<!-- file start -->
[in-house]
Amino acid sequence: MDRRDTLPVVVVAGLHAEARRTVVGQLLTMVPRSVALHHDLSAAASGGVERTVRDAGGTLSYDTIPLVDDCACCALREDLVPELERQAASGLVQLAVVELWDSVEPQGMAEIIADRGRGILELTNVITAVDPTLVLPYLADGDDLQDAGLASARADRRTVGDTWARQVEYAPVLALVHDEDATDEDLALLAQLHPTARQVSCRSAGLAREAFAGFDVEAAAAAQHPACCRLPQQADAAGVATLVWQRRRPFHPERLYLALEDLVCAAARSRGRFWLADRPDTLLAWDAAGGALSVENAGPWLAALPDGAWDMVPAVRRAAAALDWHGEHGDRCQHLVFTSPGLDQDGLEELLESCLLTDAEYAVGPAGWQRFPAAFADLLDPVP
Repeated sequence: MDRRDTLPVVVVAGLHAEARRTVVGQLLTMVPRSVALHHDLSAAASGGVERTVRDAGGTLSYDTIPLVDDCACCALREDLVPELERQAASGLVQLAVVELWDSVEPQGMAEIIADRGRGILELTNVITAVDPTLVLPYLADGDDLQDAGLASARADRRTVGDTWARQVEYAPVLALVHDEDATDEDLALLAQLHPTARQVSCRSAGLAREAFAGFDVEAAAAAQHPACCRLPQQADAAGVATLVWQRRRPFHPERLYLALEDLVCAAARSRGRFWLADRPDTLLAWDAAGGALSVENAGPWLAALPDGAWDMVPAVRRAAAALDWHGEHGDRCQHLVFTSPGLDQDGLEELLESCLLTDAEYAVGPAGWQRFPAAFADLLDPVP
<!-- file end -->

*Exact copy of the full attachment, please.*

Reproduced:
[in-house]
Amino acid sequence: MDRRDTLPVVVVAGLHAEARRTVVGQLLTMVPRSVALHHDLSAAASGGVERTVRDAGGTLSYDTIPLVDDCACCALREDLVPELERQAASGLVQLAVVELWDSVEPQGMAEIIADRGRGILELTNVITAVDPTLVLPYLADGDDLQDAGLASARADRRTVGDTWARQVEYAPVLALVHDEDATDEDLALLAQLHPTARQVSCRSAGLAREAFAGFDVEAAAAAQHPACCRLPQQADAAGVATLVWQRRRPFHPERLYLALEDLVCAAARSRGRFWLADRPDTLLAWDAAGGALSVENAGPWLAALPDGAWDMVPAVRRAAAALDWHGEHGDRCQHLVFTSPGLDQDGLEELLESCLLTDAEYAVGPAGWQRFPAAFADLLDPVP
Repeated sequence: MDRRDTLPVVVVAGLHAEARRTVVGQLLTMVPRSVALHHDLSAAASGGVERTVRDAGGTLSYDTIPLVDDCACCALREDLVPELERQAASGLVQLAVVELWDSVEPQGMAEIIADRGRGILELTNVITAVDPTLVLPYLADGDDLQDAGLASARADRRTVGDTWARQVEYAPVLALVHDEDATDEDLALLAQLHPTARQVSCRSAGLAREAFAGFDVEAAAAAQHPACCRLPQQADAAGVATLVWQRRRPFHPERLYLALEDLVCAAARSRGRFWLADRPDTLLAWDAAGGALSVENAGPWLAALPDGAWDMVPAVRRAAAALDWHGEHGDRCQHLVFTSPGLDQDGLEELLESCLLTDAEYAVGPAGWQRFPAAFADLLDPVP